For a fuller understanding of the nature and objects of the invention, reference should be had to the following detailed description taken in connection with the accompanying drawings wherein:
FIG. 1 is a perspective view of one embodiment of an EMI shielding material according to the present invention which material includes a generally planar fabric member on one side of which is coated a layer of a flame retardant composition, the view being shown with portions being broken away to better reveal the structure of the material;
FIG. 2 is an enlarged cross-sectional view of the EMI shielding material of FIG. 1 taken through plane represented by line 2—2 of FIG. 1;
FIG. 3 is a top view of the material of FIG. 1 which is magnified to reveal the structure of the fabric member thereof;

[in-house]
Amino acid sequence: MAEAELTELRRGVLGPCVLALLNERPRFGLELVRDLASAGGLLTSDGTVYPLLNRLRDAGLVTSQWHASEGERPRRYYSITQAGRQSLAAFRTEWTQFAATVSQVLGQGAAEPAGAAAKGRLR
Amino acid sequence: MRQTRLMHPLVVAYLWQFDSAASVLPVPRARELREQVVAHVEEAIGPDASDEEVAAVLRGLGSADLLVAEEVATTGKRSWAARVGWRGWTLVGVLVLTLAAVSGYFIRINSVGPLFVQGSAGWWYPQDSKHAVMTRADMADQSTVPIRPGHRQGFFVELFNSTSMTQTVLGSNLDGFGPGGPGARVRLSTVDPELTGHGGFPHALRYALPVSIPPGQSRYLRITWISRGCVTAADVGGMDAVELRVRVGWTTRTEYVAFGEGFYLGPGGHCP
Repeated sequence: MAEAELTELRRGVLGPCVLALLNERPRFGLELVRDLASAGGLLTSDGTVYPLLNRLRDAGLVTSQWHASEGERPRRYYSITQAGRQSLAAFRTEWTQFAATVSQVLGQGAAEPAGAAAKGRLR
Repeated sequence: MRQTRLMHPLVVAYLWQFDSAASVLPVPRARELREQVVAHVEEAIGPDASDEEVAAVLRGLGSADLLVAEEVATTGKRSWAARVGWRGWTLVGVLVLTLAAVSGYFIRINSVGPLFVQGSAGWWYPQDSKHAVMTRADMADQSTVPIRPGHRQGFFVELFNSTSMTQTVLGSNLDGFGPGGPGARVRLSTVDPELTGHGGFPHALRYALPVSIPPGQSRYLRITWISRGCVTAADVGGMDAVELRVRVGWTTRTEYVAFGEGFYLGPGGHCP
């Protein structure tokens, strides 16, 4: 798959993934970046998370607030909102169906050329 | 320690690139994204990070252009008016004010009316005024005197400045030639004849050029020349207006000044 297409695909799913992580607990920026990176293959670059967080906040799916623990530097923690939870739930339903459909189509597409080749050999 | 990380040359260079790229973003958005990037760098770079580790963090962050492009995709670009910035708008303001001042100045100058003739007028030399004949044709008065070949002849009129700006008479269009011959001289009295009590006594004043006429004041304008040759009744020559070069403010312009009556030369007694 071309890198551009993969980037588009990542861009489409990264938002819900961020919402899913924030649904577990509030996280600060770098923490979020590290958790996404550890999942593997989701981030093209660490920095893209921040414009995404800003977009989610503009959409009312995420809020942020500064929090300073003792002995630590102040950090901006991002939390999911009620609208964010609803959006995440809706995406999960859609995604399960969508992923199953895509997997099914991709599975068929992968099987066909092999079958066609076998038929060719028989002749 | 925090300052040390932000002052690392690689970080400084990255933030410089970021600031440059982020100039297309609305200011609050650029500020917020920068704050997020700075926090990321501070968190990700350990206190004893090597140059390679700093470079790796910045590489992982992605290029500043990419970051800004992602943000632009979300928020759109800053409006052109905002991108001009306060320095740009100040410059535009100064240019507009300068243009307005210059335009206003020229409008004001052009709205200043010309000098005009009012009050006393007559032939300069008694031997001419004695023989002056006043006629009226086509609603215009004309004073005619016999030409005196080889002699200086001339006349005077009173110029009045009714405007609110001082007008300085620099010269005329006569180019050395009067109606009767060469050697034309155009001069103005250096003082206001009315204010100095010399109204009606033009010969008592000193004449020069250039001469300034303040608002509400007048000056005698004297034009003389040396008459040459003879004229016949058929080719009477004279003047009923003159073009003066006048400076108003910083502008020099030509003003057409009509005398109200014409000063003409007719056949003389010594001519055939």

FIG. 4 is a perspective cross-sectional view of a length of a representative EMI shielding gasket construction according to the present invention including a jacket which is formed of the EMI shielding material of FIG. 1;
FIG. 5 is an end view of the gasket of FIG. 4 which is magnified to reveal the structure thereof; and
FIG. 6 is a schematic, partially cross-sectional view of an illustrative gravity-fed, knife over roll coater as adapted for use in the manufacture of the EMI shielding material of FIG. 1.
The drawings will be described further in connection with the following Detailed Description of the Invention.
Certain terminology may be employed in the description to follow for convenience rather than for any limiting purpose. For example, the terms “upper” and “lower” designate directions in the drawings to which reference is made, with the terms “inner” or “interior” and “outer” or “exterior” referring, respectively, to directions toward and away from the center of the referenced element, and the terms “radial” and “axial” referring, respectively, to directions perpendicular and parallel to the longitudinal central axis of the referenced element. Terminology of similar import other than the words specifically mentioned above likewise is to be considered as being used for purposes of convenience rather than in any limiting sense.